White Nationalists Blame Black Lives Matter for Chicago Torture Incident

BLM and the Black community have condemned the heinous hate crime, which police have not connected to any group. Yet, #BLMKidnapping prematurely trended on social media.

Four Black people in Chicago on Thursday were charged with hate crimes after they broadcast a video of themselves live on Facebook viciously attacking a mentally ill young white man as they yelled, "F*** white people!" and "F*** Donald Trump!" Many white nationalists have blamed the Black Lives Matter movement for being behind the attack.


All four perpetrators were charged with aggravated unlawful restraint, felony aggravated kidnapping and aggravated battery while committing a hate crime.

The disturbing incident drew many responses, including from President Barack Obama, who called the incident "despicable." Richard Cohen, president of the Southern Poverty Law Center (SPLC), called the video "shocking" and said he "would not rule out race" as a motivating factor behind the crime, adding, "I'm glad the authorities have moved so quickly."

And while the Chicago police confirmed they have not made any connection between the crime and a specific group, known members of the white nationalist alt-right movement immediately connected the video to Black Lives Matter, with #BLMKidnapping trending on social media, simply because the kidnappers were Black.

Richard Spencer, president of the National Policy Institute, a white supremacist group, questioned why BLM activist and former candidate for Baltimore mayor DeRay McKesson was not "on the terrorism watch list" and compared the torture video to white supremacist Dylann Roof's murder of nine Black churchgoers in South Carolina in June 2015.

Mike Cernovich, a known conservative media personality, said BLM must disavow "every crime or else they support it."

Black Lives Matter Chicago posted a statement on its Facebook page calling it "absolutely perplexing and twisted that people are associating this atrocity with this organization and movement."

McKesson took to Twitter to disassociate BLM from the crime.

Another tweet that appeared to be from McKesson's account went widespread, in which McKesson said he didn't "see anything wrong with the Chicago Facebook video." The tweet could not be found on his account, and he said it was "not real" and "obviously photoshopped."

Many people used the hashtag #BLMKidnapping to draw attention to the fact that while the crime was disturbing, to connect it to BLM simply because the perpetrators were Black is wrong.

"Hate doesn't have a color"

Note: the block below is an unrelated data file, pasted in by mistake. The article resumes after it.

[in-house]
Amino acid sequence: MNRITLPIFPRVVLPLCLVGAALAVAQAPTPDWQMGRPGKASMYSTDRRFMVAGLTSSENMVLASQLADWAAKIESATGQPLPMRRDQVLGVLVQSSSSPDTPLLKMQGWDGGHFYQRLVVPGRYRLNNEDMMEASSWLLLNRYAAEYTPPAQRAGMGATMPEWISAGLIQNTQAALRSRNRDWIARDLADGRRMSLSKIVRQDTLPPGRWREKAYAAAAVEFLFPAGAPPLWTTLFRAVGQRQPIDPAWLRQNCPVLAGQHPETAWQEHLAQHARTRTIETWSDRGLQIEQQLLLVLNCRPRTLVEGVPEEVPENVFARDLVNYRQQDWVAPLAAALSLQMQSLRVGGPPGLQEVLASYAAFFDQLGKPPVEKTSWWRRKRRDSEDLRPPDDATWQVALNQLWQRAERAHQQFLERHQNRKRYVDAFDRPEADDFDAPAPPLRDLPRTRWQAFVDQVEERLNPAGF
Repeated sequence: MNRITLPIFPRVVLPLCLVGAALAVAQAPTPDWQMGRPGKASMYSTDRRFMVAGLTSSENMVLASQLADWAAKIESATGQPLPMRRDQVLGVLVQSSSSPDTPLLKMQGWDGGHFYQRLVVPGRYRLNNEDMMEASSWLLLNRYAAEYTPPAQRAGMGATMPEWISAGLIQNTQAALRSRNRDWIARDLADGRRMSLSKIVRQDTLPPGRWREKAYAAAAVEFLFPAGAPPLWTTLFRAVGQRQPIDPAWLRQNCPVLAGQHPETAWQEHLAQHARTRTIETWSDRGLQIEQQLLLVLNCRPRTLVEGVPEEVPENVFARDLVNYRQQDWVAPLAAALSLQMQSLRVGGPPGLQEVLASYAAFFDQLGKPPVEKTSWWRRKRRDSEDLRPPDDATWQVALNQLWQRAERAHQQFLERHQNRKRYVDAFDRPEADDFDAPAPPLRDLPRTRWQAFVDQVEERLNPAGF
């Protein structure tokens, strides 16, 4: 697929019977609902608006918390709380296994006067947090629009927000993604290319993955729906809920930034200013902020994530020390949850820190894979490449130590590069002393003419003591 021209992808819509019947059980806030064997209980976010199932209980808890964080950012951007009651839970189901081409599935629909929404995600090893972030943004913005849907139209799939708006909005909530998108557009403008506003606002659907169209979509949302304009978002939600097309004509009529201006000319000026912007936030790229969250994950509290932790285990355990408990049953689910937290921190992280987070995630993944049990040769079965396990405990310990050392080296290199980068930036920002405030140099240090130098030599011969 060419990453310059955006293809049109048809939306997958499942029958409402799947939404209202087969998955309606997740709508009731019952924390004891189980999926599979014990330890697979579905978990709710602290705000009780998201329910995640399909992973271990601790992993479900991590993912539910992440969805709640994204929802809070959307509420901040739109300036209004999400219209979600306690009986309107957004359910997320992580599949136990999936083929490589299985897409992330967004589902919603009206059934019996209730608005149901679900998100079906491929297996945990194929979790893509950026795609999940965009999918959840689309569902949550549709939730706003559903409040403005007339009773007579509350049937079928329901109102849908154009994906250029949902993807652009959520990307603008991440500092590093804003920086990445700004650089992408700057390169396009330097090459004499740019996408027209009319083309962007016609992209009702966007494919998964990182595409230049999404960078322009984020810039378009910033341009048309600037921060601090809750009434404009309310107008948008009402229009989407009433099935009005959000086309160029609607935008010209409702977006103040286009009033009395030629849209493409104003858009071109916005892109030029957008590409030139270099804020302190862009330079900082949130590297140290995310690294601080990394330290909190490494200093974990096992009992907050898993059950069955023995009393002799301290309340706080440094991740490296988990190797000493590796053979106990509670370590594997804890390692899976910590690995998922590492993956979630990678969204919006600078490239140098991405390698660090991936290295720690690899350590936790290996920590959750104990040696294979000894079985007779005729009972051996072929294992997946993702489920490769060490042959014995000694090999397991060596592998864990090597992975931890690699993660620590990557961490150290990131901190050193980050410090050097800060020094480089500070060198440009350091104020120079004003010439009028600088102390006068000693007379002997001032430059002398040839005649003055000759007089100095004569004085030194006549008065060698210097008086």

Dimitri Roberts, a former Chicago police officer, told CNN that he believes what happened is a hate crime but not one that can be connected to BLM.

"This is hate. And hate doesn't have a color. So for folks to talk about this is somehow connected to Black Lives Matter is absolutely the wrong way to look at this," he said.

"Let's address why this happened. This happened because there was some ignorance, and there are some folks that want to sensationalize their message and become Facebook stars, all right? So let's not start promoting hashtags or be on one side of this issue when we have a real opportunity to unify behind this."

According to Obama, the use of cell phones and the Internet has simply highlighted "a lot of problems that have been there a long time."

Cohen from the SPLC said that it is difficult to track specific trends in hate crimes, but he has seen what he believes is an increase in hate overall since the election.

"The FBI only tracks reported crimes that have been investigated, so it's hard to say with any broad certainty whether hate crimes against whites have gone up or down," he said. "But I would say the level of hate in our country — and certainly after the election— has gone up over the last decade. We're becoming more polarized and social media allows us to amplify it."

Hate incidents occurred in record numbers in the week after the election, with the SPLC calculating roughly seven times the weekly average according to the FBI's 2015 hate crimes report. According to a December report tracking the first month following the election, the spike went down after the first few days.

"While the total number has surpassed the 1,000 mark, reports have slowed down significantly compared to the days immediately following the election," the SPLC stated.

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